And the key currencies that are involved are the Korean won, the Japanese yen and in the most recent quarter, the Euro actually had some impact. And it's not -- it's too simple to say that it's how they do versus the dollar, because it's not -- it relates to what is the functional currency of the subsidiary entity. And so, it's something, I mean, I can walk you through it in great detail. Although, I wouldn't want to do that on this call, but it really, like I said, it has to do with the revaluation of assets that are denominated in something other than the functional currency.

David Silver -- CL King -- Analyst

Okay. So, a weaker dollar versus the yen and the won, is what you were calling out. Is that correct?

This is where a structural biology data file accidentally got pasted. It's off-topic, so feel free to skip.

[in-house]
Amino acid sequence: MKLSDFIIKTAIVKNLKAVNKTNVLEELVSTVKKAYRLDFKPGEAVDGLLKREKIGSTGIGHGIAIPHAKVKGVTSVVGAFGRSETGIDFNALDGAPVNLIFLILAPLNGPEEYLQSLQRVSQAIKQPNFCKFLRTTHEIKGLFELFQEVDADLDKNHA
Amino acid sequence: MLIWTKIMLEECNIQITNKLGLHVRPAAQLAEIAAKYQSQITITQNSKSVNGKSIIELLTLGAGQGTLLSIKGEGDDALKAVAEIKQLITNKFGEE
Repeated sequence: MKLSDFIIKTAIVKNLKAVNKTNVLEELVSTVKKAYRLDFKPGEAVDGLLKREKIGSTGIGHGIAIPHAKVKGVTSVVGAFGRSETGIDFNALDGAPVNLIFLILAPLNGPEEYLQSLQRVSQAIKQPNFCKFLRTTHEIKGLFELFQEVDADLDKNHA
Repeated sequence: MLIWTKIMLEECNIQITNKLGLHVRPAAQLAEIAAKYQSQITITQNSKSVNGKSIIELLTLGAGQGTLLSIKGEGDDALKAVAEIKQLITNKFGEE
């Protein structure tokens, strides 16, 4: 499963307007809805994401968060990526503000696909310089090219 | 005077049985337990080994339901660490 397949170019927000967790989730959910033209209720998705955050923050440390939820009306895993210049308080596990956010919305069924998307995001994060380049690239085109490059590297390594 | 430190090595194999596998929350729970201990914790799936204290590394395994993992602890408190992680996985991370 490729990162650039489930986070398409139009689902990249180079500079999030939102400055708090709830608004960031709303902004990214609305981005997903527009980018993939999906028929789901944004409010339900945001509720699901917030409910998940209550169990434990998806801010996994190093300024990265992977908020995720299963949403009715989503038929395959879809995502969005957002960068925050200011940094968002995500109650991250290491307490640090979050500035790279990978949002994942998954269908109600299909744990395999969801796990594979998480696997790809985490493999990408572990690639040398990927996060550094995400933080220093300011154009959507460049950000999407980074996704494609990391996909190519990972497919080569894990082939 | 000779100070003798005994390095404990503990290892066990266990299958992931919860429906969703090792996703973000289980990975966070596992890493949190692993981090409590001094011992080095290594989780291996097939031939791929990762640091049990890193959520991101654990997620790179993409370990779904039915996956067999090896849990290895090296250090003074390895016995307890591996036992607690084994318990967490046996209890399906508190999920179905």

Gregory Graves -- Executive Vice President and Chief Financial Officer

Weaker dollar versus the yen, for sure, versus the won -- I'd have to go back and look at it. But the movement in the won -- the won moved in the opposite direction in Q4 than it moved in Q1. So, we had a benefit in Q1 and a negative impact in...

David Silver -- CL King -- Analyst

Okay.

Gregory Graves -- Executive Vice President and Chief Financial Officer

We had a benefit in Q4 and a negative impact in Q1, excuse me.

David Silver -- CL King -- Analyst

Got it. Okay. Thank you very much.

Operator

Thank you. Our final question comes from Paretosh Misra of Berenberg. Please go ahead.

Paretosh Misra -- Berenberg -- Analyst